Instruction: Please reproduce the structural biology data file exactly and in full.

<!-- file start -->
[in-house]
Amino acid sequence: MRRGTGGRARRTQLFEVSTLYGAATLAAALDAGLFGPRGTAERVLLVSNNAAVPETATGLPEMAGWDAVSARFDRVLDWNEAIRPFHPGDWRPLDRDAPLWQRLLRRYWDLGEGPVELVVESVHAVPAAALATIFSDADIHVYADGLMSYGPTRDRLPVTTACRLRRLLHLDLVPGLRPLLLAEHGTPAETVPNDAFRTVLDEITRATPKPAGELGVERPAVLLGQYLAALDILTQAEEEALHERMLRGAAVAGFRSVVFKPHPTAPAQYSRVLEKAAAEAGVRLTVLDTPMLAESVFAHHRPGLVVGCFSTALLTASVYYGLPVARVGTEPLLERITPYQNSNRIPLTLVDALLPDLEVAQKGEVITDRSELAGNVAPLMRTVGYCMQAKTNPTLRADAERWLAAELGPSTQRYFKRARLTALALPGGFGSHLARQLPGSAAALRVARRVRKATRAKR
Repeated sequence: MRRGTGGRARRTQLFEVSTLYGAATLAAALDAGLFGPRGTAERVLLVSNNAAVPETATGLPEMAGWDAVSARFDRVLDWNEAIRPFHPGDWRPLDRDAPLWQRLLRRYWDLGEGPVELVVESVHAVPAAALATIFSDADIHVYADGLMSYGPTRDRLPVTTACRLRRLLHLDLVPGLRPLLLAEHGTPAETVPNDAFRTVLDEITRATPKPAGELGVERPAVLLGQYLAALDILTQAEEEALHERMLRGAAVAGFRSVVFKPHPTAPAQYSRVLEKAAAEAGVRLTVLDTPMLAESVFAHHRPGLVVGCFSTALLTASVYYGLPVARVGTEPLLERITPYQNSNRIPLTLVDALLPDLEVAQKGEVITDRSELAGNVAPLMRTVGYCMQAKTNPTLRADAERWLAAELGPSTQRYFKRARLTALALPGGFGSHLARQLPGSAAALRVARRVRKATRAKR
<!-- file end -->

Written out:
[in-house]
Amino acid sequence: MRRGTGGRARRTQLFEVSTLYGAATLAAALDAGLFGPRGTAERVLLVSNNAAVPETATGLPEMAGWDAVSARFDRVLDWNEAIRPFHPGDWRPLDRDAPLWQRLLRRYWDLGEGPVELVVESVHAVPAAALATIFSDADIHVYADGLMSYGPTRDRLPVTTACRLRRLLHLDLVPGLRPLLLAEHGTPAETVPNDAFRTVLDEITRATPKPAGELGVERPAVLLGQYLAALDILTQAEEEALHERMLRGAAVAGFRSVVFKPHPTAPAQYSRVLEKAAAEAGVRLTVLDTPMLAESVFAHHRPGLVVGCFSTALLTASVYYGLPVARVGTEPLLERITPYQNSNRIPLTLVDALLPDLEVAQKGEVITDRSELAGNVAPLMRTVGYCMQAKTNPTLRADAERWLAAELGPSTQRYFKRARLTALALPGGFGSHLARQLPGSAAALRVARRVRKATRAKR
Repeated sequence: MRRGTGGRARRTQLFEVSTLYGAATLAAALDAGLFGPRGTAERVLLVSNNAAVPETATGLPEMAGWDAVSARFDRVLDWNEAIRPFHPGDWRPLDRDAPLWQRLLRRYWDLGEGPVELVVESVHAVPAAALATIFSDADIHVYADGLMSYGPTRDRLPVTTACRLRRLLHLDLVPGLRPLLLAEHGTPAETVPNDAFRTVLDEITRATPKPAGELGVERPAVLLGQYLAALDILTQAEEEALHERMLRGAAVAGFRSVVFKPHPTAPAQYSRVLEKAAAEAGVRLTVLDTPMLAESVFAHHRPGLVVGCFSTALLTASVYYGLPVARVGTEPLLERITPYQNSNRIPLTLVDALLPDLEVAQKGEVITDRSELAGNVAPLMRTVGYCMQAKTNPTLRADAERWLAAELGPSTQRYFKRARLTALALPGGFGSHLARQLPGSAAALRVARRVRKATRAKR